Alternatively, for H1 and H2, an underline-ish style:
Emphasis, aka italics, with asterisks or underscores.
Strong emphasis, aka bold, with asterisks or underscores.
Combined emphasis with asterisks and underscores.
Strikethrough uses two tildes.
- First ordered list item
- Another item ⋅⋅* Unordered sub-list.
- Actual numbers don’t matter, just that it’s a number ⋅⋅1. Ordered sub-list
- And another item.
⋅⋅⋅You can have properly indented paragraphs within list items. Notice the blank line above, and the leading spaces (at least one, but we’ll use three here to also align the raw Markdown).
⋅⋅⋅To have a line break without a paragraph, you will need to use two trailing spaces.⋅⋅ ⋅⋅⋅Note that this line is separate, but within the same paragraph.⋅⋅ ⋅⋅⋅(This is contrary to the typical GFM line break behaviour, where trailing spaces are not required.)
- Unordered list can use asterisks
- Or minuses
- Or pluses
Or leave it empty and use the link text itself.
Some text to show that the reference links can follow later.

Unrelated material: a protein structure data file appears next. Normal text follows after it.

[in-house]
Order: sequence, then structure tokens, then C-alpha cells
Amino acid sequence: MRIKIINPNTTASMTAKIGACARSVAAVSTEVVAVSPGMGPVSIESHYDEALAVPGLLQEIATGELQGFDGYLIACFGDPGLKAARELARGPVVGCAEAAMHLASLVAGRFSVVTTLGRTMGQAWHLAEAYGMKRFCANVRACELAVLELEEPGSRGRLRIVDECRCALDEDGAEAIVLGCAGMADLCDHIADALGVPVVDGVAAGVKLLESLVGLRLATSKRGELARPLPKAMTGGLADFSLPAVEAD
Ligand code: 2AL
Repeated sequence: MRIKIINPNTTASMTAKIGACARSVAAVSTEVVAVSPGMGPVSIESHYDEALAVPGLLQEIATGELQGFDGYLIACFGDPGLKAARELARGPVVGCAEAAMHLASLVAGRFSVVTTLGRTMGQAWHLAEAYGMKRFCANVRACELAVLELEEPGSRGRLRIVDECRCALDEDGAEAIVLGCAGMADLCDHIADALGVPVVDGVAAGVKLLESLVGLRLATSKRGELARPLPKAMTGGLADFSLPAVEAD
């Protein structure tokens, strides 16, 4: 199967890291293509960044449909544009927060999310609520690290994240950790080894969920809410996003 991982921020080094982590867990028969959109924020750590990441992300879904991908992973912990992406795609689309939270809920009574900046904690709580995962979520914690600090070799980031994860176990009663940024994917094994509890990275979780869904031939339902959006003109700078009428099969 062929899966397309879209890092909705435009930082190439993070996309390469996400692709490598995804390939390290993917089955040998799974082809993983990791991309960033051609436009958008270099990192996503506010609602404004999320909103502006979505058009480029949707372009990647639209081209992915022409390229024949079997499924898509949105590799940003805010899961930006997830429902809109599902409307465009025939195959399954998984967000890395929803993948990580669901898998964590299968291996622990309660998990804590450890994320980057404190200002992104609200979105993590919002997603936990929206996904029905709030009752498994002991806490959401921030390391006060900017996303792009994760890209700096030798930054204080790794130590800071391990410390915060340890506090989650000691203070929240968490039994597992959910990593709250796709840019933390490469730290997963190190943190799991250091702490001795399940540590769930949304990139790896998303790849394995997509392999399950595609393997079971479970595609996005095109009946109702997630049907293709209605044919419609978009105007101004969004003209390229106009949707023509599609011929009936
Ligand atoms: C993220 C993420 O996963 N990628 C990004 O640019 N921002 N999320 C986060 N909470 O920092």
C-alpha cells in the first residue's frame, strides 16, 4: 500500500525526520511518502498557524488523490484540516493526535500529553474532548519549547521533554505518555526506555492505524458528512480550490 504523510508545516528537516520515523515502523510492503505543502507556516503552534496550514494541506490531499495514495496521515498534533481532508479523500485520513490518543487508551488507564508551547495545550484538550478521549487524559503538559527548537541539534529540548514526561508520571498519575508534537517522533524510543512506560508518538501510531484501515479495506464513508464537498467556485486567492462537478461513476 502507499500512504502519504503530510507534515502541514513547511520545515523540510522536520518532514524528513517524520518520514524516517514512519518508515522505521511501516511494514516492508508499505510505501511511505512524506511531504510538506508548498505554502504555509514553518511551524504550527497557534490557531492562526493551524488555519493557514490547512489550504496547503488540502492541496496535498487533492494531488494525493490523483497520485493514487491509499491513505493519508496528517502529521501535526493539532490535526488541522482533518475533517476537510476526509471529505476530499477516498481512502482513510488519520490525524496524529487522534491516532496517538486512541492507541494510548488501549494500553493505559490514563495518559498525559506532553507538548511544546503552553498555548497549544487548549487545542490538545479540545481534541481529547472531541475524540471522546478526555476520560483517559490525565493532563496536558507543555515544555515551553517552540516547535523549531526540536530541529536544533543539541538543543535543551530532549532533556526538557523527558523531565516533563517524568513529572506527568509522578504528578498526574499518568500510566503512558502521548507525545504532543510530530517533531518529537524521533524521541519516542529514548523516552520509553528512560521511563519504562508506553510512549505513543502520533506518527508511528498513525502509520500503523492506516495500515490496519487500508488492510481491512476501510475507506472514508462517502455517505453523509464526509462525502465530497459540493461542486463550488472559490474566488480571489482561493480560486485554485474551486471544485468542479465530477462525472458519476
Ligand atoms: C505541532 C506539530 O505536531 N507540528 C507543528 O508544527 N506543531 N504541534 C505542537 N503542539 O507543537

Here’s our logo (hover to see the title text):
back-ticks around it.
s = "Python syntax highlighting" print s
No language indicated, so no syntax highlighting. But let's throw in a <b>tag</b>.
Colons can be used to align columns.
|col 3 is||right-aligned||$1600|
|col 2 is||centered||$12|
|zebra stripes||are neat||$1|
There must be at least 3 dashes separating each header cell. The outer pipes (|) are optional, and you don’t need to make the raw Markdown line up prettily. You can also use inline Markdown.
Blockquotes are very handy in email to emulate reply text. This line is part of the same quote.
This is a very long line that will still be quoted properly when it wraps. Oh boy let’s keep writing to make sure this is long enough to actually wrap for everyone. Oh, you can put Markdown into a blockquote.
Three or more…